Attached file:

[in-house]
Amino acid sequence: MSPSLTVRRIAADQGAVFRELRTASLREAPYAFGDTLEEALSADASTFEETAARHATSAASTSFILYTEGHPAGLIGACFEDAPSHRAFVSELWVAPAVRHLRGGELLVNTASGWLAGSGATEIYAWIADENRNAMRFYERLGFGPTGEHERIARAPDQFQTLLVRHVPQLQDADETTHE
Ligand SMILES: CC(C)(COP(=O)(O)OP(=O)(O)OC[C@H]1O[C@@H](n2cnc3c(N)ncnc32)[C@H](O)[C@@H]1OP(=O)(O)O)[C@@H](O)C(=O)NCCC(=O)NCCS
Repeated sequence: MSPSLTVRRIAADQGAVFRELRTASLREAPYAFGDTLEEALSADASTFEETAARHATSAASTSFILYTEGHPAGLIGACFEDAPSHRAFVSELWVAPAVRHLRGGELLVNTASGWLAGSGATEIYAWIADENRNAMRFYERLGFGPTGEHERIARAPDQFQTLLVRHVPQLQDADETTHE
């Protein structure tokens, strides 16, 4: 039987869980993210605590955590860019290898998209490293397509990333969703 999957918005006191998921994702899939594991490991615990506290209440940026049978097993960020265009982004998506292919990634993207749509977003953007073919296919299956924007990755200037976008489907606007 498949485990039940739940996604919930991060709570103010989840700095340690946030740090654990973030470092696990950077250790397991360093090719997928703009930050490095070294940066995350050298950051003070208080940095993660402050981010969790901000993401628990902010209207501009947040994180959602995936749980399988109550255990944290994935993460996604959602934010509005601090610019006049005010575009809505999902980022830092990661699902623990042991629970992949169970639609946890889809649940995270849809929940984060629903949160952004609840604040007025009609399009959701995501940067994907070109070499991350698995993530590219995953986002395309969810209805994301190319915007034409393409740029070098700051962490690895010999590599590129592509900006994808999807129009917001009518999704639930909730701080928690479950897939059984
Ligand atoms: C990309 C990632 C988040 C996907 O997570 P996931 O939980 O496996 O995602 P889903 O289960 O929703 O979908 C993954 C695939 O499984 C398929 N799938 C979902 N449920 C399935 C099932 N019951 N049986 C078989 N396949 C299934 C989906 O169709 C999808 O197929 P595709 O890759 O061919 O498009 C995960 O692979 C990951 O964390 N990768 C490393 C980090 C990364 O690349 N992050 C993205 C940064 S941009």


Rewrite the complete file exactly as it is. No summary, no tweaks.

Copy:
[in-house]
Amino acid sequence: MSPSLTVRRIAADQGAVFRELRTASLREAPYAFGDTLEEALSADASTFEETAARHATSAASTSFILYTEGHPAGLIGACFEDAPSHRAFVSELWVAPAVRHLRGGELLVNTASGWLAGSGATEIYAWIADENRNAMRFYERLGFGPTGEHERIARAPDQFQTLLVRHVPQLQDADETTHE
Ligand SMILES: CC(C)(COP(=O)(O)OP(=O)(O)OC[C@H]1O[C@@H](n2cnc3c(N)ncnc32)[C@H](O)[C@@H]1OP(=O)(O)O)[C@@H](O)C(=O)NCCC(=O)NCCS
Repeated sequence: MSPSLTVRRIAADQGAVFRELRTASLREAPYAFGDTLEEALSADASTFEETAARHATSAASTSFILYTEGHPAGLIGACFEDAPSHRAFVSELWVAPAVRHLRGGELLVNTASGWLAGSGATEIYAWIADENRNAMRFYERLGFGPTGEHERIARAPDQFQTLLVRHVPQLQDADETTHE
């Protein structure tokens, strides 16, 4: 039987869980993210605590955590860019290898998209490293397509990333969703 999957918005006191998921994702899939594991490991615990506290209440940026049978097993960020265009982004998506292919990634993207749509977003953007073919296919299956924007990755200037976008489907606007 498949485990039940739940996604919930991060709570103010989840700095340690946030740090654990973030470092696990950077250790397991360093090719997928703009930050490095070294940066995350050298950051003070208080940095993660402050981010969790901000993401628990902010209207501009947040994180959602995936749980399988109550255990944290994935993460996604959602934010509005601090610019006049005010575009809505999902980022830092990661699902623990042991629970992949169970639609946890889809649940995270849809929940984060629903949160952004609840604040007025009609399009959701995501940067994907070109070499991350698995993530590219995953986002395309969810209805994301190319915007034409393409740029070098700051962490690895010999590599590129592509900006994808999807129009917001009518999704639930909730701080928690479950897939059984
Ligand atoms: C990309 C990632 C988040 C996907 O997570 P996931 O939980 O496996 O995602 P889903 O289960 O929703 O979908 C993954 C695939 O499984 C398929 N799938 C979902 N449920 C399935 C099932 N019951 N049986 C078989 N396949 C299934 C989906 O169709 C999808 O197929 P595709 O890759 O061919 O498009 C995960 O692979 C990951 O964390 N990768 C490393 C980090 C990364 O690349 N992050 C993205 C940064 S941009």